In a Rare Twist, Healthcare Costs Lag Behind Inflation – But How Long Will it Last?

Professional beautiful medical doctor examining patient in her office.
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In a year when you need a Hubble Space Telescope to find any good news about consumer prices, you’re forced to take whatever scraps you can get. One of those scraps is healthcare costs, which have risen at a much slower rate in 2022 than overall inflation.

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While overall U.S. inflation in September rose 8.2% from the prior year, the medical care index climbed a comparatively tame 6.5%, according to the Bureau of Labor Statistics. Many of the major medical/healthcare categories had modest price increases, including physician services (up 1.8% annually), hospital services (3.8%), prescription drugs (2.7%) and non-prescription drugs (5.6%).

This marked the first time in more than three decades that overall inflation accelerated at a faster rate than medical costs, USA Today reported. That’s good news for Americans who spend a larger-than-average chunk of their budgets on medical and healthcare costs, but it might be short-lived. Healthcare prices tend to take longer than other items to increase, and many experts believe those prices will accelerate over the next year or so.

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“There’s a lag effect,” Cynthia Cox, vice president and director for the program on the Affordable Care Act for Kaiser Family Foundation, told USA Today. “The cost of gasoline can change from one day to the next. That’s not really how healthcare prices work.”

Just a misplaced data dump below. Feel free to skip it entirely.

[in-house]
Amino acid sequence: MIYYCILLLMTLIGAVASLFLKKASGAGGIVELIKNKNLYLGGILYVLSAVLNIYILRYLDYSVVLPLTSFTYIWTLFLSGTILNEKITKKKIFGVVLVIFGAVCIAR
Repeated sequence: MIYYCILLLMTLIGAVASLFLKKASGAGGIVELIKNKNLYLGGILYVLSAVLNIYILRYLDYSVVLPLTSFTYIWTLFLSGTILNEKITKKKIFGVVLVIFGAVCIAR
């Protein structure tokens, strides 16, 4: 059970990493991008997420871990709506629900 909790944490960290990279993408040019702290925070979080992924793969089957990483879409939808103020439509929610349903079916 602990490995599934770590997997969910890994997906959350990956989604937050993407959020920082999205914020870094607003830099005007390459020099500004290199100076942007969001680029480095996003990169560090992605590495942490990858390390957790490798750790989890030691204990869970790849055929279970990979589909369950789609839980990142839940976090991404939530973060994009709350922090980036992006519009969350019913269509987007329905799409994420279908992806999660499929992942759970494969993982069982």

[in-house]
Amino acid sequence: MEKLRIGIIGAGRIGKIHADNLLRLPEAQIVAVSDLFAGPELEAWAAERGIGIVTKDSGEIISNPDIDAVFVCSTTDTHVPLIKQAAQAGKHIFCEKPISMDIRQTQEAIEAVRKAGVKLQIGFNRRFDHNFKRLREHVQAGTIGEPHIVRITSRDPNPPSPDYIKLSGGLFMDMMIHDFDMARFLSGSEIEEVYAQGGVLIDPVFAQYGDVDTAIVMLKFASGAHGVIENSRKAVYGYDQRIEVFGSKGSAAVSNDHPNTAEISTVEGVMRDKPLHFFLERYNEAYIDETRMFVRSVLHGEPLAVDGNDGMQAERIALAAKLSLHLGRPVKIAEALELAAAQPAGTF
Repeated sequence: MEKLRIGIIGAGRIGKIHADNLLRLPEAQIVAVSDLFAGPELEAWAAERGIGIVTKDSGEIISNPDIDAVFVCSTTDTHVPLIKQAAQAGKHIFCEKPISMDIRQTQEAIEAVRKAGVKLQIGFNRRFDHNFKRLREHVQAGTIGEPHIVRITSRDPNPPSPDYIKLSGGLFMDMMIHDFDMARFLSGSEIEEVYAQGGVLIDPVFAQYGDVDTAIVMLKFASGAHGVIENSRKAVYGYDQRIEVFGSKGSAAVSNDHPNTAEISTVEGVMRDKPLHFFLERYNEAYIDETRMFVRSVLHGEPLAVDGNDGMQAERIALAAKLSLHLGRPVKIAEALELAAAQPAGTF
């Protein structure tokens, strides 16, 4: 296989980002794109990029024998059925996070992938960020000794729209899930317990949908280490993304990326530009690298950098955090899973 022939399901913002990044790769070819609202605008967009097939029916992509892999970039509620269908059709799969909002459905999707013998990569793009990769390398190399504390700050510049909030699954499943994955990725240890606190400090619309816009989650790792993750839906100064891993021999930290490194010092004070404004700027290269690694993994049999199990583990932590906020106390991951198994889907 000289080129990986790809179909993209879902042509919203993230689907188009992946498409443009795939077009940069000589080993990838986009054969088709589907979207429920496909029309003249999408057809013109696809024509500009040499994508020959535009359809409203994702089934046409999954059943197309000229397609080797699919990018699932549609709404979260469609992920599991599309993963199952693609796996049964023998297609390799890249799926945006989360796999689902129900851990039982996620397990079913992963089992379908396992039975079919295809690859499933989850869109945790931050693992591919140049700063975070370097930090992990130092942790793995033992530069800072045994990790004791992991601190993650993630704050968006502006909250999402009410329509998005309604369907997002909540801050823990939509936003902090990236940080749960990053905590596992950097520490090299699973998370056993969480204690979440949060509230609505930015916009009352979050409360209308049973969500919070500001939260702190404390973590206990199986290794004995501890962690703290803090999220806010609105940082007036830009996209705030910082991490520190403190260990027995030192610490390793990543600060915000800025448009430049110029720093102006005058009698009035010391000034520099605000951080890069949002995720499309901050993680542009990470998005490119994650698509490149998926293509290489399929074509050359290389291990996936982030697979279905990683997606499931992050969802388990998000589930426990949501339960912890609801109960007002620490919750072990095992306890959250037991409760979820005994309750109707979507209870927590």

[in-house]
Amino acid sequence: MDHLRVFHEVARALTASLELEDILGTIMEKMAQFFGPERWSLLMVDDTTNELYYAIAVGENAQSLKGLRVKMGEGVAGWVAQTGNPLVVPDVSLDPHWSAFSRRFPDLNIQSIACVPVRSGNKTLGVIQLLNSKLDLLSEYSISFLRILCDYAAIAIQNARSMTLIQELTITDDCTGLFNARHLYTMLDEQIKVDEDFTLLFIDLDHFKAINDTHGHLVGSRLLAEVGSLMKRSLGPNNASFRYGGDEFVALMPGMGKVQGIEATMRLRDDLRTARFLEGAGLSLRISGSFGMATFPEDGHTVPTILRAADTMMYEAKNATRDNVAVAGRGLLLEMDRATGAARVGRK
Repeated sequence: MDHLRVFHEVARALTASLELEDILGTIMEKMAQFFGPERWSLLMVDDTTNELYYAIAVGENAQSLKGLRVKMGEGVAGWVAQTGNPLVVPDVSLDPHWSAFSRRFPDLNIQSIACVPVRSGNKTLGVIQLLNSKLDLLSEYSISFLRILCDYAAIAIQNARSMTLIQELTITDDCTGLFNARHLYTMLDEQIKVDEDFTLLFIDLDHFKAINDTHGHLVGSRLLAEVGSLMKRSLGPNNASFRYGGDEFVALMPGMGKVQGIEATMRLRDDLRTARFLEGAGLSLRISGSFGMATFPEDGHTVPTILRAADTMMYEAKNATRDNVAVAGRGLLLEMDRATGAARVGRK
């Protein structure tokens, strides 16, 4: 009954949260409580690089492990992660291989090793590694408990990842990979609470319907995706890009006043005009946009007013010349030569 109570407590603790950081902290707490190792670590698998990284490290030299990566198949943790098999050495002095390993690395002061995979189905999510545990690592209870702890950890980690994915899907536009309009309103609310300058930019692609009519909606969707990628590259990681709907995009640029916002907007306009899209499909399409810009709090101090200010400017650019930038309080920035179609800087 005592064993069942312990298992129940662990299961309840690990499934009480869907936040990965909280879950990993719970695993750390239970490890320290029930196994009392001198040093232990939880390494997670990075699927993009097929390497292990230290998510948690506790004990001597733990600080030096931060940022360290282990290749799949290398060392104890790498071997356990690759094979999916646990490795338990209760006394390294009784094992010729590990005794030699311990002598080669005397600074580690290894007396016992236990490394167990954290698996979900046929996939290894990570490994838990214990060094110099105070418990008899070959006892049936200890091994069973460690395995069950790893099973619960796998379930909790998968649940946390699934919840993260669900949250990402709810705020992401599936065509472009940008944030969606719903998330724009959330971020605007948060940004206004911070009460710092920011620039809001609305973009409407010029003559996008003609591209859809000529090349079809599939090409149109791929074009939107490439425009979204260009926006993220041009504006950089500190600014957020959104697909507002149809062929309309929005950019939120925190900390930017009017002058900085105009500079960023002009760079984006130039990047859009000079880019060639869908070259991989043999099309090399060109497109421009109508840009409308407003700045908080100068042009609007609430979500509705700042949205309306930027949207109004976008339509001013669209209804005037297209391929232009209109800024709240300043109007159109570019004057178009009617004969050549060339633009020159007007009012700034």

In fact, on a monthly basis, healthcare prices have already begun to rise at a faster pace than overall inflation. The medical care index rose 0.8% month-over-month in September after rising 0.7% in August. In contrast, overall inflation increased 0.4% in September after climbing 0.1% in August.

A survey of more than 1,700 large employers conducted in the spring by health benefits consultant Mercer’s found that respondents expected average health benefits costs to increase 4.4% this year, or just more than half the overall rate of inflation.

However, prices have begun to tick higher for medical supplies and prescription drugs at the same time that healthcare workers are getting higher salaries in the tight labor market. Another Mercer survey released last week found that 43% of large employers think the cost of health care in 2023 will exceed the amount companies budgeted. 

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Some industry experts believe healthcare costs will rise at a faster rate beginning next year, especially in terms of medical care and insurance premiums. That’s mainly because this year’s soaring inflation rate will lead insurers to negotiate higher prices with hospitals and doctors, which will in turn pass those costs to employers and consumers. 

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“We’ll start to see the impact of inflation on health care costs in the next one to two years,” Eileen Flick, senior vice president and director of health technical services at Segal, told USA Today.

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About the Author

Vance Cariaga is a London-based writer, editor and journalist who previously held staff positions at Investor’s Business Daily, The Charlotte Business Journal and The Charlotte Observer. His work also appeared in Charlotte Magazine, Street & Smith’s Sports Business Journal and Business North Carolina magazine. He holds a B.A. in English from Appalachian State University and studied journalism at the University of South Carolina. His reporting earned awards from the North Carolina Press Association, the Green Eyeshade Awards and AlterNet. In addition to journalism, he has worked in banking, accounting and restaurant management. A native of North Carolina who also writes fiction, Vance’s short story, “Saint Christopher,” placed second in the 2019 Writer’s Digest Short Short Story Competition. Two of his short stories appear in With One Eye on the Cows, an anthology published by Ad Hoc Fiction in 2019. His debut novel, Voodoo Hideaway, was published in 2021 by Atmosphere Press.
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